Healthcare is the most highly targeted sector in the UK. And yet it is also the sector that invests the most on anti-ransomware technology. Why do we have this dichotomy and what can the sector do to help protect itself in the future?
Ransomware attacks, where computers or data are hacked and taken over until a sum of money is paid, are becoming more prevalent with healthcare a frontrunner for the most hit sector.
According to research from security vendor Sophos which explored key areas of concern such as security breaches, technology usage and attitudes to threats, 54% of organizations were hit in the past year, and a further 31% expect to be victims of an attack in the future. It found that unlike lightning, ransomware can – sadly – strike twice with affected organizations suffering on average two ransomware attacks in the preceding 12 months.
The research, which was conducted by research firm Vanson Bourne, surveyed 2,700 IT managers in 10 countries, also discovered that the propensity to suffer a ransomware attack varies greatly by industry sector.
Healthcare stands out with 76% of respondents falling victim in the past year. At the other end of the scale financial services is the sector least likely to have suffered a breach, although even that industry didn’t escape the attentions of the hackers, with 45% of respondents still attacked by ransomware.
Although both healthcare and financial services hold high-value data, healthcare is often perceived as a soft target, leading to increased frequency of attack. That assumption is not without merit – healthcare tends to have an aging IT infrastructure and multiple patient systems, which leaves security holes, as well as restricted resources for improving IT security. Healthcare organizations are also considered to be more likely to pay a ransom.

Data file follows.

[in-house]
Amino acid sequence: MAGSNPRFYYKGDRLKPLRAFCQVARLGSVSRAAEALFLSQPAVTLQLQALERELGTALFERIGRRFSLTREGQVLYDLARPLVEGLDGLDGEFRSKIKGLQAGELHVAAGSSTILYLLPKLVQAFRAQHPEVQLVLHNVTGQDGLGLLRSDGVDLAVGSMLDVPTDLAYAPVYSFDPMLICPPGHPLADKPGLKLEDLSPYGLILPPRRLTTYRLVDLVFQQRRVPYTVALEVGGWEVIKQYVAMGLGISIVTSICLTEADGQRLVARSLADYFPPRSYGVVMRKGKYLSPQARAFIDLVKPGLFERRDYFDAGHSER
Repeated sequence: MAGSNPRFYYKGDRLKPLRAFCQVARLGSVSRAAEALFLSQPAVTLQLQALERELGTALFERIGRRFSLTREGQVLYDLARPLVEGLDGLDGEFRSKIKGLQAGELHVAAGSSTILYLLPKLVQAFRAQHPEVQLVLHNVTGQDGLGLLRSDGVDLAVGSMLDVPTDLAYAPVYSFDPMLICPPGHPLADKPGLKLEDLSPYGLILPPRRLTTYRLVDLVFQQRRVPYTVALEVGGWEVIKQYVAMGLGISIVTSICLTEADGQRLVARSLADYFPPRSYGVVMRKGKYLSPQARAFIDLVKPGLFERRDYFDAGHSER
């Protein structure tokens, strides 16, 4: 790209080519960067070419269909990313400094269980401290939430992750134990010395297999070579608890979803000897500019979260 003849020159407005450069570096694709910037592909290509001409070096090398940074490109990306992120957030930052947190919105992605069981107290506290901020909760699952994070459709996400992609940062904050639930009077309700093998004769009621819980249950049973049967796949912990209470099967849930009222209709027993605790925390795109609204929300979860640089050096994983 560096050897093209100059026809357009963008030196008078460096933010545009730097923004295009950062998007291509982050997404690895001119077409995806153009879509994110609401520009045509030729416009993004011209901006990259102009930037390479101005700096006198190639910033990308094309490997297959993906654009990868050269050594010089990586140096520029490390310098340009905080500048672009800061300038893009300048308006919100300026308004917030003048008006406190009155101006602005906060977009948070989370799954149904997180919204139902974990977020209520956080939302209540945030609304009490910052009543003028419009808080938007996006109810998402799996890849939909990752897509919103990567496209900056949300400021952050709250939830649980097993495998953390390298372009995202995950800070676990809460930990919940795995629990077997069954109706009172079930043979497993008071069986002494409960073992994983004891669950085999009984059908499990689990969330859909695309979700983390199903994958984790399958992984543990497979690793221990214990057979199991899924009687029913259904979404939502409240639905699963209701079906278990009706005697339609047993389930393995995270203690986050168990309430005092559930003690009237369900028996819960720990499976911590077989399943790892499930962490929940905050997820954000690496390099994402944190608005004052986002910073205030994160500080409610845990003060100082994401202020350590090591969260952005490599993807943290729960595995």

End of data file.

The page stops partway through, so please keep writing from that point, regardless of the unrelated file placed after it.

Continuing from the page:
However, the level of investment in protecting against ransomware also varies significantly between sectors. Energy, oil/gas, utilities, and healthcare are the industries that have invested most significantly in anti-ransomware technology. They are considered high value targets for criminals, and run on bespoke and quite expensive equipment running on old technology – such as MRI scanners in healthcare.
But healthcare presents an interesting equation. They are the most likely to suffer an attack (76%), and yet are also the most invested in anti-ransomware protection (at 53%, alongside energy, oil/gas, and utilities).
How does this dichotomy play out? In part, it’s because criminals continue to see healthcare as an easy target, so a disproportionate amount of attacks are aimed at the industry. Also, the older technology healthcare relies on (such as the afore-mentioned MRI machines) only run on old operating systems.
Healthcare also tends to fight a battle against limited or restricted resources in this area. A lack of people, hardware, and software lead to patchy security, so even when one part of the organisation has the necessary anti-ransomware protection, it’s not across the board. Malware can still get in.
And there’s also the issue of quality. Not all anti-ransomware protection is created equal. Some options simply aren’t as effective at stopping an attack. It wouldn’t occur to an organisation not to have locks on its doors, but far too many are leaving their electronic equivalents wide open.
Fortunately, healthcare organisations are learning from experience and have chosen to invest in anti-ransomware technology after seeing the harm caused by earlier breaches. They are also starting to understand that protection is about doing basic things well. Having strong passwords is key, and ensuring that all apps, not just Windows, are patched and up to date. Even stronger security would be to ensure systems require multi-factor authentication – a two-step approach to accessing data.
However, humans are still the weakest link when it comes to security. So all staff must understand the need to be suspicious of links and attachments in emails – remember the mantra – ‘if in doubt, leave it out’.
Training on cyber security across the healthcare spectrum is essential and should be mandatory to make sure everyone from the cleaner to the CEO is aware of the dangers of ransomware. After all, no-on wants to be the weakest link.